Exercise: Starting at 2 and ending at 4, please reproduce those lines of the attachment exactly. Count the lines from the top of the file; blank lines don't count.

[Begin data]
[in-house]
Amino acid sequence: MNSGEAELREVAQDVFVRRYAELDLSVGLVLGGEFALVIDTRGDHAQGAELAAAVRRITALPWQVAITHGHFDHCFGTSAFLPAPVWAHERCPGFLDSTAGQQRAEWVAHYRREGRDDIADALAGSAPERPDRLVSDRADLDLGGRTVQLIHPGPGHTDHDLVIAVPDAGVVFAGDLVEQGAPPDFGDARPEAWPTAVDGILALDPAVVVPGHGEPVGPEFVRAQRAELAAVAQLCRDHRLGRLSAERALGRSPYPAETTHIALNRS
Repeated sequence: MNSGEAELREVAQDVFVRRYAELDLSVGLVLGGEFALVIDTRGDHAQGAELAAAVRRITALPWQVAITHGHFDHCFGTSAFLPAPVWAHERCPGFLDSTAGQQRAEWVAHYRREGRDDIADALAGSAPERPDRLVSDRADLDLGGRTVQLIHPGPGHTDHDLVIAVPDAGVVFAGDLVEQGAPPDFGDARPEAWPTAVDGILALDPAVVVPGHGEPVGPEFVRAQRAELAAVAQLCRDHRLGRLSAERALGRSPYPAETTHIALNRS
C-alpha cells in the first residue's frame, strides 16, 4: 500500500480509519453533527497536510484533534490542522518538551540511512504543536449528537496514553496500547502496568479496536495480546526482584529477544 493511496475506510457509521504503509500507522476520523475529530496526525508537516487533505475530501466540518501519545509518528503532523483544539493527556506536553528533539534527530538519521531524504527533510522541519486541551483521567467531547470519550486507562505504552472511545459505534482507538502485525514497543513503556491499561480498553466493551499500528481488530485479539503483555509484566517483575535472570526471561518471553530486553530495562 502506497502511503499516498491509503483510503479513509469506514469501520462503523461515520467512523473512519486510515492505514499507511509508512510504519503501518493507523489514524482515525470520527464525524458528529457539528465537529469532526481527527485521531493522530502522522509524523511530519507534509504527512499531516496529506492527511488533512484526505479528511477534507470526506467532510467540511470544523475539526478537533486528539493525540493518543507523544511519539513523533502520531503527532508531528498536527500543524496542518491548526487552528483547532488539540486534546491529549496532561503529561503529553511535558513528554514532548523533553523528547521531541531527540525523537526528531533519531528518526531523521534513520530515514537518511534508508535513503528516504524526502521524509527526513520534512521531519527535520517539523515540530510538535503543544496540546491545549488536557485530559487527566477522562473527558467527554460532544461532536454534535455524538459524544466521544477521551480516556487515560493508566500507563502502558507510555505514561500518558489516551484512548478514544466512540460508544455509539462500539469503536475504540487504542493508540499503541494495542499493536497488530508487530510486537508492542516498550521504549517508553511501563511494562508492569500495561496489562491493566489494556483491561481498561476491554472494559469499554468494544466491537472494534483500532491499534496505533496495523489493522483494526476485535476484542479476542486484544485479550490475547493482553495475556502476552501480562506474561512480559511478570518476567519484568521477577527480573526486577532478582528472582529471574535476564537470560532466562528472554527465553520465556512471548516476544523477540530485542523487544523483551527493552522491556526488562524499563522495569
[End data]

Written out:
Amino acid sequence: MNSGEAELREVAQDVFVRRYAELDLSVGLVLGGEFALVIDTRGDHAQGAELAAAVRRITALPWQVAITHGHFDHCFGTSAFLPAPVWAHERCPGFLDSTAGQQRAEWVAHYRREGRDDIADALAGSAPERPDRLVSDRADLDLGGRTVQLIHPGPGHTDHDLVIAVPDAGVVFAGDLVEQGAPPDFGDARPEAWPTAVDGILALDPAVVVPGHGEPVGPEFVRAQRAELAAVAQLCRDHRLGRLSAERALGRSPYPAETTHIALNRS
Repeated sequence: MNSGEAELREVAQDVFVRRYAELDLSVGLVLGGEFALVIDTRGDHAQGAELAAAVRRITALPWQVAITHGHFDHCFGTSAFLPAPVWAHERCPGFLDSTAGQQRAEWVAHYRREGRDDIADALAGSAPERPDRLVSDRADLDLGGRTVQLIHPGPGHTDHDLVIAVPDAGVVFAGDLVEQGAPPDFGDARPEAWPTAVDGILALDPAVVVPGHGEPVGPEFVRAQRAELAAVAQLCRDHRLGRLSAERALGRSPYPAETTHIALNRS
C-alpha cells in the first residue's frame, strides 16, 4: 500500500480509519453533527497536510484533534490542522518538551540511512504543536449528537496514553496500547502496568479496536495480546526482584529477544 493511496475506510457509521504503509500507522476520523475529530496526525508537516487533505475530501466540518501519545509518528503532523483544539493527556506536553528533539534527530538519521531524504527533510522541519486541551483521567467531547470519550486507562505504552472511545459505534482507538502485525514497543513503556491499561480498553466493551499500528481488530485479539503483555509484566517483575535472570526471561518471553530486553530495562 502506497502511503499516498491509503483510503479513509469506514469501520462503523461515520467512523473512519486510515492505514499507511509508512510504519503501518493507523489514524482515525470520527464525524458528529457539528465537529469532526481527527485521531493522530502522522509524523511530519507534509504527512499531516496529506492527511488533512484526505479528511477534507470526506467532510467540511470544523475539526478537533486528539493525540493518543507523544511519539513523533502520531503527532508531528498536527500543524496542518491548526487552528483547532488539540486534546491529549496532561503529561503529553511535558513528554514532548523533553523528547521531541531527540525523537526528531533519531528518526531523521534513520530515514537518511534508508535513503528516504524526502521524509527526513520534512521531519527535520517539523515540530510538535503543544496540546491545549488536557485530559487527566477522562473527558467527554460532544461532536454534535455524538459524544466521544477521551480516556487515560493508566500507563502502558507510555505514561500518558489516551484512548478514544466512540460508544455509539462500539469503536475504540487504542493508540499503541494495542499493536497488530508487530510486537508492542516498550521504549517508553511501563511494562508492569500495561496489562491493566489494556483491561481498561476491554472494559469499554468494544466491537472494534483500532491499534496505533496495523489493522483494526476485535476484542479476542486484544485479550490475547493482553495475556502476552501480562506474561512480559511478570518476567519484568521477577527480573526486577532478582528472582529471574535476564537470560532466562528472554527465553520465556512471548516476544523477540530485542523487544523483551527493552522491556526488562524499563522495569